Carrying a lighter load
Odd as it sounds, the better Class AA power Wayne plays, perhaps the worse the chances of personal honors for running back Brandon Spurlock.
Spurlock, a returning first-team all-stater, certainly has the talent to contend for honors like the Kennedy Award, which is voted to the top player in West Virginia.
In last year's championship game at Wheeling Island Stadium, Spurlock ran 26 times for 197 yards and three touchdowns, leading the Pioneers to a 34-7 revenge victory against Point Pleasant.
He finished the season with 1,698 yards on the ground, 33 overall TDs and a school-record 222 points, breaking the mark of 1968 Kennedy Award winner David Morris.
However, Wayne is off to such a blistering start this season that it hasn't needed to feed Spurlock the ball. In fact, he's only carried 22 times total as the Pioneers have rocketed off to a 3-0 record - or four fewer times than he did in the 2011 title game.
Quite simply, the Pioneers are too good for his own good. Spurlock has played in just one series in the second half this season, getting only one carry.
It obviously hasn't hurt Wayne, which cranks out 62.7 points and 414 rushing yards per game and averages a startling 10.0 yards per play. But in some ways, it short-changes Spurlock's credentials.
"In all honesty, you feel bad,'' said Pioneers coach Tom Harmon, "but you also kind of feel like there are more important things than a kid's individual stats. That's what we've hung our hat on, program-wise. We understand it's a team game.
"Sometimes when a kid doesn't maybe get the accolades he deserves, it makes you feel bad. But honestly, he's the last person you'd hear complaining about that. He has the right attitude about things. He understands.''
Other top running backs around the state, such as Ryan Switzer of George Washington - last year's Kennedy winner - and Bridgeport's Brett Hathaway, certainly don't lack for carries. Hathaway, despite an injury, averages 18 per game and Switzer's gotten 40 in the two games he's been fully healthy.
Right now, that looks like a month's work for the 5-foot-7, 185-pound Spurlock.
"It's funny,'' Spurlock said Wednesday. "I was looking at that today, all the carries for Switzer and Elijah Wellman [of Spring Valley] and all the yards for the top backs.
"It didn't make me upset or anything. We're winning, and that's really the main goal for everyone. But I know there will be a game soon and I'll run the ball a lot and Mason [Hodge] and James [Egnor] will run the ball a lot, and we'll do what we've got to do to win.''
It's not like Spurlock hasn't done anything this season. He leads the Pioneers in rushing with 375 yards and three TDs, has tacked on a defensive score and three PAT runs for 30 points.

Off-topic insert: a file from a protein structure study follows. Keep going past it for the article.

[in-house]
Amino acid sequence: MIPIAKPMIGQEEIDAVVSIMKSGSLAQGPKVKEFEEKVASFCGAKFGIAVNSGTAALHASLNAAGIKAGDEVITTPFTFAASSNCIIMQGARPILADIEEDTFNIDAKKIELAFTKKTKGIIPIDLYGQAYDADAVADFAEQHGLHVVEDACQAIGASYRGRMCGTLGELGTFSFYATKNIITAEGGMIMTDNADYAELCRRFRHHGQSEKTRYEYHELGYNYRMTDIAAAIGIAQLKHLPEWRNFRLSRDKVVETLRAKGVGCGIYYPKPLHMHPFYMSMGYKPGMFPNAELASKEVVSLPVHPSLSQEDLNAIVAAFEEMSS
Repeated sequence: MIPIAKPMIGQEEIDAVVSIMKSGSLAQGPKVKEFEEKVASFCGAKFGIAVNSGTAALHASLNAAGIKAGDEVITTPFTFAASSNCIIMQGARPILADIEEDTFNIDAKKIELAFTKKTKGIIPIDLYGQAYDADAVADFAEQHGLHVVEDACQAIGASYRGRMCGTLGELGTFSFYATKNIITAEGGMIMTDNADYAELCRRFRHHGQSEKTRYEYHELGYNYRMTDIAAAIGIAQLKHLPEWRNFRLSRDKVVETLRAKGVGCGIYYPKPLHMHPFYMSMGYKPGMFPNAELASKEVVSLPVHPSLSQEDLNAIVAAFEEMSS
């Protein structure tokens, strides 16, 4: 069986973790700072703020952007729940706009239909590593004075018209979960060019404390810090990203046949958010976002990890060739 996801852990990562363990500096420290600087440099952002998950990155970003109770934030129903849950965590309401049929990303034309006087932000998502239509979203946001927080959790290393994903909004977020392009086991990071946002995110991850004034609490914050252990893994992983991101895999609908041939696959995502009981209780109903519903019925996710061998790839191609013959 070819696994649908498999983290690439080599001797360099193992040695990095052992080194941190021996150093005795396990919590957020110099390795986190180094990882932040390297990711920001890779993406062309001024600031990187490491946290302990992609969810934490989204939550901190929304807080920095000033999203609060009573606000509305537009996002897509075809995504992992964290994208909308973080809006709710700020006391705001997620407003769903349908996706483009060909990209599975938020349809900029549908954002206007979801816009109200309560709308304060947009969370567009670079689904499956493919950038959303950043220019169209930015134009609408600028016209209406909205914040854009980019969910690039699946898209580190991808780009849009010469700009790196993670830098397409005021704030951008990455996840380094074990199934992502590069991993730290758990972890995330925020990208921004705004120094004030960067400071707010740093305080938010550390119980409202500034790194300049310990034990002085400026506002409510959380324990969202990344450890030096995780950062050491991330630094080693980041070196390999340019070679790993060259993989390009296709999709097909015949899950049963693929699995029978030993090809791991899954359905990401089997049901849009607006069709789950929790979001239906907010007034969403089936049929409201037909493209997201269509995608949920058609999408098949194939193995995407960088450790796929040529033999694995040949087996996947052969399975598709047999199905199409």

But all those contributions tend to get lost when your team obliterates someone -like Wayne seems to do every week. The Pioneers have crushed Chesapeake (Ohio) - a team it lost to last year - 58-12, Herbert Hoover 46-7 and Ravenswood 84-42.
Last week's game was the most shocking result so far. Against a respected Ravenswood program that was tied for fourth in the AA playoff ratings, and was sky-high playing its home opener under a new coach (Mick Price), Wayne ripped off 45 points in the first quarter alone and had 64 at halftime before settling for 84.
Spurlock got five first-half carries, but made them count, gaining 112 yards, including a 60-yard scoring burst.
"I don't know what happened,'' Spurlock said of the showdown-turned-beatdown. "Ravenswood looked great on film and had a lot of good athletes. I know a lot of them were sophomores, and that was really a disadvantage to them.''
But that kind of result is becoming the norm rather than the exception for the Pioneers, and it limits the playing time not only for Spurlock, but the team's other starters. Which makes one wonder if Wayne will be ready when its front line has to play four quarters rather than two.
"We've only played three games,'' Harmon said. "Everybody has some battles on its schedule that will take place - we probably have one this week [at Sissonville]. If [Spurlock] can play good football early and we win, great. I'm sure we'll have a lot of opponents - especially the one this week - who will do something to make us play the whole game to win it, if we can at all.''
If Wayne does meet with more resistance down the line - and it figures to, with five of its final seven opponents ranked in the top 19 (and none of the seven with losing records) - then the parameters should change. The starters will go the distance, meaning Spurlock's No. 1 will be called upon more often, and his stats will start to fatten.
Will it make him a serious Kennedy Award candidate?
"I'm not sure,'' Spurlock said. "It would really be nice, but that's not for me to say. If I ain't, I'm not worried about it. I really want to win some games - that's the main thing. It's my senior year, and we want to go all the way.
"As long as we're winning, that's fine with me. If it's going to be like that [games with few carries], I'll have to be more effective and more focused when I do get the ball. I'm working on that right now. I've been working harder.''
Harmon hopes those voting on postseason awards like the Kennedy and all-state teams figure in Spurlock's entire resume, and not just his (currently infrequent) rushing attempts.
"If you watch us play, if you watch him play,'' Harmon said, "his contributions come in a whole lot more ways than just carrying the ball. As a fullback, he's a really good blocker for us, and plays good defense as well [at cornerback].
"Most people, I would think, who vote on those accolades when it's accolade time at the end of the year, will take those things into consideration.''
Reach Rick Ryan at 304-348-5175 or email@example.com.